Dogs Attack Dallas Police Officers Responding to Dog Attack

New response to attack after fatal mauling of a woman May 2nd

Dogs attacked two Dallas police officers Monday who were called by a man who had been bitten by the dogs, police said.

James Demaree said the dogs ripped his grocery sack as he walked by in the 2200 block of Lea Crest Drive near Overton Road, and then the dogs circled behind him as he tried to pick up his things.

"I turned around for this one back here, that one bit me on the leg," Demaree said.

The man said he called police and then sat in the squad car watching as the dogs attacked the officers.

"He had a big board, and he was trying to get them to back out. He pulled out a gun and tried to pop them one," Demaree said.

Dallas Police Lt. David Smith said the dogs were immediately aggressive as the officers tried to help the victim retrieve items.

"Both officers then had to draw their service weapons and each one fired one shot at the dogs, as the dogs were attempting to fight the officers," Smith said.

It happened in the same neighborhood where Dallas Animal Services launched a crackdown on strays last year. Officials said the crackdown started there because the neighborhood had more complaints about loose dogs than any other Dallas neighborhood.

Neighbors said there are still many loose dogs in the area and these two dogs had been a frequent menace.

"They tried to attack the police and everything, and it's very dangerous, over here with these pit bulls," said neighbor Charlotte Monroe. She said the two dogs were loose Monday morning as children went to school.

"We couldn't go to work, couldn't go to the store, couldn't do nothing. They start chasing grown people," Monroe said.

Dallas Animal Services officers were called immediately after the officers were attacked Monday and both dogs were eventually captured. The dogs were placed in quarantine for 10 days to determine if they have rabies. In a statement Monday evening, animal services officials said there were no signs of gunshot wounds to the dogs.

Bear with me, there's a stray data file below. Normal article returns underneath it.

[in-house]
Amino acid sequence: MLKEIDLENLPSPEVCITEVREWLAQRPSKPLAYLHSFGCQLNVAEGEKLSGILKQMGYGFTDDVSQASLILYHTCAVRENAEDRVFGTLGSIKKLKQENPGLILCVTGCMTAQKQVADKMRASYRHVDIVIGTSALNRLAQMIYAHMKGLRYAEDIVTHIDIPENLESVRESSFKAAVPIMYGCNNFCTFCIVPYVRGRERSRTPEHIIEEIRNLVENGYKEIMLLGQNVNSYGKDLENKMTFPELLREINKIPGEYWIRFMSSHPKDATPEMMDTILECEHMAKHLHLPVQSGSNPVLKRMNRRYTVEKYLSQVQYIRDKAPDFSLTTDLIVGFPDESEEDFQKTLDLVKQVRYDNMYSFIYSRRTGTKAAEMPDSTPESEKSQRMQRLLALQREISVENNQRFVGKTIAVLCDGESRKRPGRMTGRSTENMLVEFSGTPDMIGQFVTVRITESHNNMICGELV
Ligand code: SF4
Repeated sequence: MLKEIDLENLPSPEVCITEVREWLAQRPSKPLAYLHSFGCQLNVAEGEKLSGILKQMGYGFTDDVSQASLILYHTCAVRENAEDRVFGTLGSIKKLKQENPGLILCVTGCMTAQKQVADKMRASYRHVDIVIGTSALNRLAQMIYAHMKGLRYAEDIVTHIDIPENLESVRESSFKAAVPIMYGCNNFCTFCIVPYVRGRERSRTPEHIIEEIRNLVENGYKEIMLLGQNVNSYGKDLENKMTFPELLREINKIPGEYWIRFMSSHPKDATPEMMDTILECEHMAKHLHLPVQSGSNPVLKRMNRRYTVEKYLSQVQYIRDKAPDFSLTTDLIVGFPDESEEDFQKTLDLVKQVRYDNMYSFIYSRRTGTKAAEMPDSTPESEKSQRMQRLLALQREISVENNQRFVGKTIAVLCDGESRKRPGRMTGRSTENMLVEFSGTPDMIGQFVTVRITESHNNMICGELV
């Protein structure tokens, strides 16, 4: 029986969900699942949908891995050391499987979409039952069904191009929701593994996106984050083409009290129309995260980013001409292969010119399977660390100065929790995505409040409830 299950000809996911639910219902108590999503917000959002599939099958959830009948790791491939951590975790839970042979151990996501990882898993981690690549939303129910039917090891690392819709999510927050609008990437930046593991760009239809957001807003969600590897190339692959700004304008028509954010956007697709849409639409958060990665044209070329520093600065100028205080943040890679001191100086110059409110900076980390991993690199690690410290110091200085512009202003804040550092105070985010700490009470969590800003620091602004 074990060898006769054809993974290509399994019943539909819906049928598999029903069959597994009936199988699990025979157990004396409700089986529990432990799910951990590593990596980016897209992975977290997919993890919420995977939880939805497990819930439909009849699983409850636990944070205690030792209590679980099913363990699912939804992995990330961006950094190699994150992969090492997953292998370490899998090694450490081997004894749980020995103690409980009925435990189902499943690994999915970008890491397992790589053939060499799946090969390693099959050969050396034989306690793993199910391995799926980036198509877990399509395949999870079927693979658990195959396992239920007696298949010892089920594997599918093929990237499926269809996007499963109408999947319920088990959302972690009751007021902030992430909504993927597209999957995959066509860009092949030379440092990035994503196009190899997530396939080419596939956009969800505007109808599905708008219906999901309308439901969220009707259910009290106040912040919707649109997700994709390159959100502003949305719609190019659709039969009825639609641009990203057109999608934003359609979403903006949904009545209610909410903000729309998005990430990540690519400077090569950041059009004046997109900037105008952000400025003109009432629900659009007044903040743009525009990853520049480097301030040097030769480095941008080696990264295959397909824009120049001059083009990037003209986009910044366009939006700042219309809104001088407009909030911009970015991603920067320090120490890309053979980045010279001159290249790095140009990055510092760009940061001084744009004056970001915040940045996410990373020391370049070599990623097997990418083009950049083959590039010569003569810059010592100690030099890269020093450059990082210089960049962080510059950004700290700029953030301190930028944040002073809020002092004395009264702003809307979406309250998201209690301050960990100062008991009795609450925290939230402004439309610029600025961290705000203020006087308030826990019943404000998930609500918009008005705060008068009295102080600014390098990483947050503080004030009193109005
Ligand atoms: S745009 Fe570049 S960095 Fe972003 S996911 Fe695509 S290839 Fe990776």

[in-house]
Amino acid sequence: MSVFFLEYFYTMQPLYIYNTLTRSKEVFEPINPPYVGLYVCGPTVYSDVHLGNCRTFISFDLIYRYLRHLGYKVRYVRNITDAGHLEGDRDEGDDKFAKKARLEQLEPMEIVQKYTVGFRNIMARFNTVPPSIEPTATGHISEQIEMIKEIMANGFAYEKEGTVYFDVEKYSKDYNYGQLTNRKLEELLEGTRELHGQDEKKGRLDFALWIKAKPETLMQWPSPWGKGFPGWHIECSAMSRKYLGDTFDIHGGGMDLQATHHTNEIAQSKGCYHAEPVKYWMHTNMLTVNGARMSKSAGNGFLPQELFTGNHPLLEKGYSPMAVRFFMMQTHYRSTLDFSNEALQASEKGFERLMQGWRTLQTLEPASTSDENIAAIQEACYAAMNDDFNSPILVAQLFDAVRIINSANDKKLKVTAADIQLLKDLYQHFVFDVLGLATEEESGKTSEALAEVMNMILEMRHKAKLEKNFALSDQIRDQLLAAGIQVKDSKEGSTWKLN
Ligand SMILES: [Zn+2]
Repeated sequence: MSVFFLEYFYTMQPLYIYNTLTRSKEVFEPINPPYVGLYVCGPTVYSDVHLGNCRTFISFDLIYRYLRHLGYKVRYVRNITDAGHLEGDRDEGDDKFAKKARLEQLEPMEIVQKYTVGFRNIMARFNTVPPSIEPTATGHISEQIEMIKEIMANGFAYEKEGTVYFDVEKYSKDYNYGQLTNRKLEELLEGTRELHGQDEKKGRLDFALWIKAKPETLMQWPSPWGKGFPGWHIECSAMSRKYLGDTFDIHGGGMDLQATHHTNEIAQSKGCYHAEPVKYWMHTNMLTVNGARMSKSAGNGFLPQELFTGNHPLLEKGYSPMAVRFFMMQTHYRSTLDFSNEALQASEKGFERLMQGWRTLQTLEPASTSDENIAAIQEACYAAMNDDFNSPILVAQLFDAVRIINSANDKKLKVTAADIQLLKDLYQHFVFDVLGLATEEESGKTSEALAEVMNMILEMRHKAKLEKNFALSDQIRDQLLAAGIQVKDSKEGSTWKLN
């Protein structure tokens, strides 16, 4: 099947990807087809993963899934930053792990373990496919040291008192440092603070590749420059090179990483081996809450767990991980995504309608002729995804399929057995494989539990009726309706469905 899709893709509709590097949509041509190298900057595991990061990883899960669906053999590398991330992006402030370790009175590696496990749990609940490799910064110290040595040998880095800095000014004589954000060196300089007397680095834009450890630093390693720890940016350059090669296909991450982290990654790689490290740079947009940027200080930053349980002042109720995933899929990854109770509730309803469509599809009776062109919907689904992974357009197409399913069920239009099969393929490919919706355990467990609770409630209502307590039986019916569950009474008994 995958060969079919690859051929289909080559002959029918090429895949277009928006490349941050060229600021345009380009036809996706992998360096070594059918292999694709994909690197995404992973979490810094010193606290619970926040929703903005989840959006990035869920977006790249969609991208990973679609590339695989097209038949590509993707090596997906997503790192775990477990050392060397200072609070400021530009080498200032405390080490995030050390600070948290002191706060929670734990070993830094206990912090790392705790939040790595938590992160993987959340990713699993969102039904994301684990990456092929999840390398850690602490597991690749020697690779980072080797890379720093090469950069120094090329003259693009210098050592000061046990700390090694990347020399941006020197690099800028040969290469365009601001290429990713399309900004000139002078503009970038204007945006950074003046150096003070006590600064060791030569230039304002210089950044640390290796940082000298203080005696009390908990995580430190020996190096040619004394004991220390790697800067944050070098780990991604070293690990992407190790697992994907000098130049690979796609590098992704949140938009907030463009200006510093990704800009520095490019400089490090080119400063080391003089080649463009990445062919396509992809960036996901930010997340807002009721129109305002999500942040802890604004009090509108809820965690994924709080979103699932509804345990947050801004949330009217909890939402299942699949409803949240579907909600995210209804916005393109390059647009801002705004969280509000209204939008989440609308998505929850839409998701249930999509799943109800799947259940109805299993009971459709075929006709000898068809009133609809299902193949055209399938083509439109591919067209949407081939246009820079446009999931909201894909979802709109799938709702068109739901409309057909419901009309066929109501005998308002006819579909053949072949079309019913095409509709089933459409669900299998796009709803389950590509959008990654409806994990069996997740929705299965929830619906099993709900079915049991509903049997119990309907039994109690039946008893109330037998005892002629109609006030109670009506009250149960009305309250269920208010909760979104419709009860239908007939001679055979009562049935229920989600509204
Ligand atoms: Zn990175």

Owner Margarita Cuello apologized for what happened. She said she kept the dogs for protection, but they had always been good to her children. She said she did not know the dogs had gotten loose.

The joint response by police and animal services officers was different than what happened after the May 2 attack on 52-year-old Antoinette Brown by a pack of dogs near Fair Park. Animal services officials said police did not tell them about the attack until four days later. Those dogs were only surrendered to Dallas Animal Services by their owner on the fifth day after the attack. Neighbors said they ran free for days after the attack, threatening other people.

Smith said police and animal services officers are working more closely now to be sure dogs that bite are no longer a threat to neighbors.

"We've always responded to animal bites and animal attacks, but because of recent events that have occurred, our response has been ramped up," Smith said.

A police commander was placed in charge of Dallas Animal Services by the Dallas city manager to improve response and coordination between the two agencies after the fatal attack.

Joyce Roseburrow, a neighbor of the man bitten Monday, said she was not surprised about the attack. She keeps brook sticks on her front porch to defend herself if she goes outside.

"I got two of them, one for my neighbor and one for me," she said. "When we go walking, we use these."

Dallas Police and Dallas Animal Services are still investigating the attacks. They refuse to release the name of the owner from the fatal Fair Park area attack, but officials have said animal control citations have been issued to that owner and criminal charges are possible for the woman's death.

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